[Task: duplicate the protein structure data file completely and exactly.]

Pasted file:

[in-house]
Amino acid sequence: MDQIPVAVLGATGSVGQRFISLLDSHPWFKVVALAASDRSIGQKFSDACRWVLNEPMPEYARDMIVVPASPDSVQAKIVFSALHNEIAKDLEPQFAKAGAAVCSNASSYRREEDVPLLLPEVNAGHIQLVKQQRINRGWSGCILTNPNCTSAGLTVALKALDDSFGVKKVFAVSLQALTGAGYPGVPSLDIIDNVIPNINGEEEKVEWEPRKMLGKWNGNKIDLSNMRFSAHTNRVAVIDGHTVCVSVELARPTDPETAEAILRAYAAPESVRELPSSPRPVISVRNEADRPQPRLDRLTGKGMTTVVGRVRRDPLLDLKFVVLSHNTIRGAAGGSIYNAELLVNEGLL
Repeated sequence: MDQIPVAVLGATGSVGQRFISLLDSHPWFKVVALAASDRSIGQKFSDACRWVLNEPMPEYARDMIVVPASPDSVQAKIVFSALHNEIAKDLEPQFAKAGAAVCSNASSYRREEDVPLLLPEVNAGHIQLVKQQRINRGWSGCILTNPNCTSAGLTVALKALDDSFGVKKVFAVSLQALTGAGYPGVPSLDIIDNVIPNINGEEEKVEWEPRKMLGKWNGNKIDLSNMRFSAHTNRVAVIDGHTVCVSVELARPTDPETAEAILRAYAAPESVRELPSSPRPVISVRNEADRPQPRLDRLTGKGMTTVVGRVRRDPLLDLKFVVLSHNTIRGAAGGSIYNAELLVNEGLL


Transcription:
[in-house]
Amino acid sequence: MDQIPVAVLGATGSVGQRFISLLDSHPWFKVVALAASDRSIGQKFSDACRWVLNEPMPEYARDMIVVPASPDSVQAKIVFSALHNEIAKDLEPQFAKAGAAVCSNASSYRREEDVPLLLPEVNAGHIQLVKQQRINRGWSGCILTNPNCTSAGLTVALKALDDSFGVKKVFAVSLQALTGAGYPGVPSLDIIDNVIPNINGEEEKVEWEPRKMLGKWNGNKIDLSNMRFSAHTNRVAVIDGHTVCVSVELARPTDPETAEAILRAYAAPESVRELPSSPRPVISVRNEADRPQPRLDRLTGKGMTTVVGRVRRDPLLDLKFVVLSHNTIRGAAGGSIYNAELLVNEGLL
Repeated sequence: MDQIPVAVLGATGSVGQRFISLLDSHPWFKVVALAASDRSIGQKFSDACRWVLNEPMPEYARDMIVVPASPDSVQAKIVFSALHNEIAKDLEPQFAKAGAAVCSNASSYRREEDVPLLLPEVNAGHIQLVKQQRINRGWSGCILTNPNCTSAGLTVALKALDDSFGVKKVFAVSLQALTGAGYPGVPSLDIIDNVIPNINGEEEKVEWEPRKMLGKWNGNKIDLSNMRFSAHTNRVAVIDGHTVCVSVELARPTDPETAEAILRAYAAPESVRELPSSPRPVISVRNEADRPQPRLDRLTGKGMTTVVGRVRRDPLLDLKFVVLSHNTIRGAAGGSIYNAELLVNEGLL